14 instances of “green economy” are found in this “Confidential Summary”. There are a few occurrences which would suggest at least one reason why Achim Steiner – who happens to be the head of the United Nations Environment Programme (UNEP) and who, evidently acted as “moderator” for the session – had determined
that the proceedings would not be made public [text reformatted and emphasis added -hro]:
On the green economy theme, [Mr. Sha] stated that Rio+20 should be the catalyst to integrate the economic, social and environmental pillars of sustainable development, energize implementation of the sustainable development agenda, and lead to coherent policies and programmes at all levels – integration, implementation and coherence.
He stressed, however, that reaching a common understanding on the meaning, scope and implications of the green economy had been generating considerable debate. Many agreed that the Conference should first clarify what the green economy was not, in order to help define what it could be. He outlined that it was not an one-size-fits-all approach to development, an excuse for green protectionism in trade or for green conditionality in aid and fmance, a way to put nature under corporate control, or a model of tinkering at the margins of “business as usual”.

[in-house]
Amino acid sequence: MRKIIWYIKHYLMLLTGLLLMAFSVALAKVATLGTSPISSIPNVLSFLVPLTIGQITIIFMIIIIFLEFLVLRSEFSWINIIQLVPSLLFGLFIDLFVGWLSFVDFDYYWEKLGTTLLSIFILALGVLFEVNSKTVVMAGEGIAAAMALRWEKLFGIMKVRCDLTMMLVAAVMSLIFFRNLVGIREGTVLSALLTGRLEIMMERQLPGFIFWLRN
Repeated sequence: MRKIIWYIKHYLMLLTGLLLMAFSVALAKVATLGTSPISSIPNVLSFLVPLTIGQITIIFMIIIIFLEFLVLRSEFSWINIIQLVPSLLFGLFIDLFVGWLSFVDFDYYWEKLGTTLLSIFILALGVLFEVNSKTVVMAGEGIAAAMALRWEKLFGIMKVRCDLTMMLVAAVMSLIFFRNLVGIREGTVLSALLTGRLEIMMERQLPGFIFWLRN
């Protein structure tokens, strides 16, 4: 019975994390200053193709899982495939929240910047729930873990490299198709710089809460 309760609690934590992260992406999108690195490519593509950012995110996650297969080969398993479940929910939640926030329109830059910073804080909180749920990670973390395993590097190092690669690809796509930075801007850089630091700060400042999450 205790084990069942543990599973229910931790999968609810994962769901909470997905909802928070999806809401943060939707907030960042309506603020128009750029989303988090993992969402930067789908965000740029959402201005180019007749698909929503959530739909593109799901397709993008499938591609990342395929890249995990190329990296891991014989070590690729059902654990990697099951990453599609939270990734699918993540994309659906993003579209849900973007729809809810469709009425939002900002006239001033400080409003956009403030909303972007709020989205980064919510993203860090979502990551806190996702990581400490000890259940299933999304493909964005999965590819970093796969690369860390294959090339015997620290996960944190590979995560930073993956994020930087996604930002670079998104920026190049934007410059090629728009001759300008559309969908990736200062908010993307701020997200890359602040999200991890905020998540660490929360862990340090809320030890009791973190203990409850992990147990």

It should be based on the set of principles agreed upon at Rio 1992, including the concept of common but differentiated responsibility, and seen as a way to help accelerate progress towards sustainable development and poverty eradication. It should re-orient public and private decision-making to reflect and respect natural capital, synergize growth and environmental protection, and include the poor as main beneficiaries, as well as active participants in building such a green economy.
The (al)most sensible voice at the table seemed to be that of Mr. Panitchpakdi (who may – or may not – be the Secretary-General of the UN Conference on Trade and Development [UNCTAD]) who:
stated that the peer review (! -hro) concept within a revised global institutional governance mechanism for sustainable development was good but premature given the fact that there was as yet no common agreement on a definition of the green economy. He also renewed his call for caution about adding yet new institutional layers. When a sectoral structure and silo approach still prevailed within the system, he advocated for renewed efforts at syncronization and harmonization of existing structures, rather than the creation of new ones.
So the alarmists and green-growthers of the world have been yammering on for years about the need for a “green economy”, yet it would appear that even those at the the highest echelons of the UN have not yet agreed on a definition!
The astute reader, however, will notice that this did not seem to prevent Pasztor from picking up yet another expression (“tinkering at the margins”) and dropping it on the table of the HLPGS.
One other excerpt from this “Confidential Summary” is rather noteworthy. It was part of Harris’ report (p.12):
The UN also suffered from a double perception problem – a general scepticism as to whether the UN was the appropriate forum for timely decision-making; and a feeling that the UN only dealt with development and was not relevant to all its member countries.
Perhaps all these panels should consider skipping the pronouncements … and singing a different tune … Let’s call the whole thing off?!